Why Free Speech Loses in India by Jonathan Shainin (The New Yorker (blog))
“This week the picture [of civil rights in India] dimmed a little further, with the news that ‘The Hindus: An Alternative History,’ an eight-hundred-page book by Wendy Doniger, an eminent professor of religion at the University of Chicago, would be removed from Indian book shops. Penguin Books India, which first published the book, in 2009, signed an out-of-court settlement with an advocacy group, the Shiksha Bachao Andolan Samiti (‘Movement to Save Education’), who claim to be defending ‘the sentiments of Hindus all over the world.’ The group had filed a civil suit and multiple criminal complaints against Doniger and her publisher; under the terms of the agreement, which includes a bizarre clause requiring Penguin to affirm ‘that it respects all religions worldwide,’ the publisher will cease to sell ‘The Hindus’ in India, and pulp its remaining inventory.
“The original legal notice in the case, sent to Penguin in 2010, alleged that the book ‘is a shallow, distorted, and non-serious presentation of Hinduism … written with a Christian Missionary Zeal and hidden agenda to denigrate Hindus and show their religion in a poor light … The intent is clearly to ridicule, humiliate, and defame the Hindus and denigrate the Hindu traditions.’ Citing a passage in which Doniger refers to Sanskrit texts written ‘at a time of glorious sexual openness and insight,’ the complaint declares that her ‘approach is of a woman hungry of sex.’
“Conservative Hindu groups have been campaigning against Doniger for more than a decade, contending that she misunderstands and deliberately misrepresents Hindu texts and practices, insults Hindu gods in her readings of myth, and crudely focusses, through a psychoanalytic lens and above all else, on sex. [...]
“Assigning blame for this deplorable state of affairs, as with so much else in India, is an exhausting exercise in circularity. In Doniger’s case, it would seem reasonable to start with the man who filed the suit, Dinanath Batra, who has waged a series of legal battles to cleanse Indian textbooks of what he deems ‘objectionable passages.’ But Batra, who is associated with the family of Hindu nationalist organizations connected to the Rashtriya Swayamsevak Sangh (R.S.S.), has many defenders, who maintain that he has simply sought recourse to which he is entitled by Indian law. (This defense has frequently been accompanied by the disingenuous claim that free speech is not at issue in this case, because the settlement was a voluntary one.)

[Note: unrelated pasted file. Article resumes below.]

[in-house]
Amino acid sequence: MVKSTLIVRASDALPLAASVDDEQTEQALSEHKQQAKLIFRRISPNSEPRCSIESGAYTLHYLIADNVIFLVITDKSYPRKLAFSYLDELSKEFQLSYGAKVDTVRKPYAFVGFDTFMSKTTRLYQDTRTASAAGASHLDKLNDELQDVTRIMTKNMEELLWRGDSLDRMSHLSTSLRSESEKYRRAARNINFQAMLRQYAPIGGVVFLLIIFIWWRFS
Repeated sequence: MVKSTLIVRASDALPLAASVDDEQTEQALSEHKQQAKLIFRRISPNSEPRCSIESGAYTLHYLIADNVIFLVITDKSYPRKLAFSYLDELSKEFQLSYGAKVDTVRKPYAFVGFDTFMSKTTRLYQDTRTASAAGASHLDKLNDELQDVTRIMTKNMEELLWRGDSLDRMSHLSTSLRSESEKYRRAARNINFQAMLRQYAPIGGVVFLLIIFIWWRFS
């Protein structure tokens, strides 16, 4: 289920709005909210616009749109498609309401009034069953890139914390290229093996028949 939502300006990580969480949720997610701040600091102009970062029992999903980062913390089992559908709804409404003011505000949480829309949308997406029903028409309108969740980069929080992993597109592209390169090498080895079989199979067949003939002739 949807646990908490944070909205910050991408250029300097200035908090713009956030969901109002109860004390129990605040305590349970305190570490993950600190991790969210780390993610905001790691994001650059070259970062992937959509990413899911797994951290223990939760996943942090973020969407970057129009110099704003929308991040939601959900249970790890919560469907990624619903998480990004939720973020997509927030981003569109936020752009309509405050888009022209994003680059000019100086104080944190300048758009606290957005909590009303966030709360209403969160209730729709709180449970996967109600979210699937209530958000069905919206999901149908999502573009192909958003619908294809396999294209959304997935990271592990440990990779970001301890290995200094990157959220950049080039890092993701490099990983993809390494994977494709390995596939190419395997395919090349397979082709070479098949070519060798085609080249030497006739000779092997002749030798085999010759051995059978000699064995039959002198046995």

“So perhaps the law is to blame? This was the crux of Doniger’s own statement, released on Tuesday: the ‘true villain,’ she wrote, was the section of the Indian Penal Code that criminalizes, in its words, ‘deliberate and malicious acts intended to outrage religious feelings of any class.’ [...]
“On Friday, Penguin India finally released a statement, which suggested that the relevant Indian law ‘will make it increasingly difficult for any Indian publisher to uphold international standards of free expression.’ This may be true, but it is a claim that should have been tested by seeing the case through to its conclusion.
“In the absence of further clarification from Penguin, we are left with the dispiriting sight of the world’s largest trade publisher—the recently merged Penguin Random House—surrendering to a spurious legal threat from a minor advocacy group. Seen from this perspective, it seems certain that the decision to withdraw the book was not made in Delhi. It is all too easy to imagine that Bertelsmann and Pearson, the European conglomerates that share ownership of the company, concluded that a long legal struggle to defend free speech in India was not worth even a minor cost to the bottom line.”
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